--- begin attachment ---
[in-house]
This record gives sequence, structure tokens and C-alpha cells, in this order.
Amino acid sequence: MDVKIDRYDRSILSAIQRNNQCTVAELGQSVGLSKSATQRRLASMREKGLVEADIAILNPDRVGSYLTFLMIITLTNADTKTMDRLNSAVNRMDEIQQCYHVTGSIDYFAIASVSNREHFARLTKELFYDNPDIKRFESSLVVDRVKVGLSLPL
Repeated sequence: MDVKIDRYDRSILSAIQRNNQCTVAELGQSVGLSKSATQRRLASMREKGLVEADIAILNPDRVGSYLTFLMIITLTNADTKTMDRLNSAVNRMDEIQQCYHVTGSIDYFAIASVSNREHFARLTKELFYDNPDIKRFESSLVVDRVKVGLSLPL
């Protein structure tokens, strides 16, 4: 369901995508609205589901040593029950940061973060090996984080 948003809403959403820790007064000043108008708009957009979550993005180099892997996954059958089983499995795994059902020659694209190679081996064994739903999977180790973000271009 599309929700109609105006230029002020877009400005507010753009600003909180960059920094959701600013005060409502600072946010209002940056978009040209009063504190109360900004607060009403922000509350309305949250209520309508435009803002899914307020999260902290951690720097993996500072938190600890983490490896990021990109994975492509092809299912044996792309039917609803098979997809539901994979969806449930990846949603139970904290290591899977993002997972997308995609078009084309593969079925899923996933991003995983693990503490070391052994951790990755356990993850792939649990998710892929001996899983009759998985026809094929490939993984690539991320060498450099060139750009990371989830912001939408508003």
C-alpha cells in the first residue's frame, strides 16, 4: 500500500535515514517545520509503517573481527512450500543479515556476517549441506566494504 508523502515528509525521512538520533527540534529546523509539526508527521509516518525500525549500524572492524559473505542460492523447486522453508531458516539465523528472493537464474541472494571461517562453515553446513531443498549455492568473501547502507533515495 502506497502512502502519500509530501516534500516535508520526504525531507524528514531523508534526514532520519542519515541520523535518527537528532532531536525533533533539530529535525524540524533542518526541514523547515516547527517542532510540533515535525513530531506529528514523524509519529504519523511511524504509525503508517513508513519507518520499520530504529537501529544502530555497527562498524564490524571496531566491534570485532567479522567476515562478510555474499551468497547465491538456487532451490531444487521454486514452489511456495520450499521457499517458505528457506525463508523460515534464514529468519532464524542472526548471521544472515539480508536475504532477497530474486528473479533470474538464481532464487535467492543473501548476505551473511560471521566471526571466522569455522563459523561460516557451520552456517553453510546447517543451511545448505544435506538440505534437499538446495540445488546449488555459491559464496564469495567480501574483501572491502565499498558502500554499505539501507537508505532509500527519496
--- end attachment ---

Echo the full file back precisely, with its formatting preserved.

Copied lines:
[in-house]
This record gives sequence, structure tokens and C-alpha cells, in this order.
Amino acid sequence: MDVKIDRYDRSILSAIQRNNQCTVAELGQSVGLSKSATQRRLASMREKGLVEADIAILNPDRVGSYLTFLMIITLTNADTKTMDRLNSAVNRMDEIQQCYHVTGSIDYFAIASVSNREHFARLTKELFYDNPDIKRFESSLVVDRVKVGLSLPL
Repeated sequence: MDVKIDRYDRSILSAIQRNNQCTVAELGQSVGLSKSATQRRLASMREKGLVEADIAILNPDRVGSYLTFLMIITLTNADTKTMDRLNSAVNRMDEIQQCYHVTGSIDYFAIASVSNREHFARLTKELFYDNPDIKRFESSLVVDRVKVGLSLPL
């Protein structure tokens, strides 16, 4: 369901995508609205589901040593029950940061973060090996984080 948003809403959403820790007064000043108008708009957009979550993005180099892997996954059958089983499995795994059902020659694209190679081996064994739903999977180790973000271009 599309929700109609105006230029002020877009400005507010753009600003909180960059920094959701600013005060409502600072946010209002940056978009040209009063504190109360900004607060009403922000509350309305949250209520309508435009803002899914307020999260902290951690720097993996500072938190600890983490490896990021990109994975492509092809299912044996792309039917609803098979997809539901994979969806449930990846949603139970904290290591899977993002997972997308995609078009084309593969079925899923996933991003995983693990503490070391052994951790990755356990993850792939649990998710892929001996899983009759998985026809094929490939993984690539991320060498450099060139750009990371989830912001939408508003």
C-alpha cells in the first residue's frame, strides 16, 4: 500500500535515514517545520509503517573481527512450500543479515556476517549441506566494504 508523502515528509525521512538520533527540534529546523509539526508527521509516518525500525549500524572492524559473505542460492523447486522453508531458516539465523528472493537464474541472494571461517562453515553446513531443498549455492568473501547502507533515495 502506497502512502502519500509530501516534500516535508520526504525531507524528514531523508534526514532520519542519515541520523535518527537528532532531536525533533533539530529535525524540524533542518526541514523547515516547527517542532510540533515535525513530531506529528514523524509519529504519523511511524504509525503508517513508513519507518520499520530504529537501529544502530555497527562498524564490524571496531566491534570485532567479522567476515562478510555474499551468497547465491538456487532451490531444487521454486514452489511456495520450499521457499517458505528457506525463508523460515534464514529468519532464524542472526548471521544472515539480508536475504532477497530474486528473479533470474538464481532464487535467492543473501548476505551473511560471521566471526571466522569455522563459523561460516557451520552456517553453510546447517543451511545448505544435506538440505534437499538446495540445488546449488555459491559464496564469495567480501574483501572491502565499498558502500554499505539501507537508505532509500527519496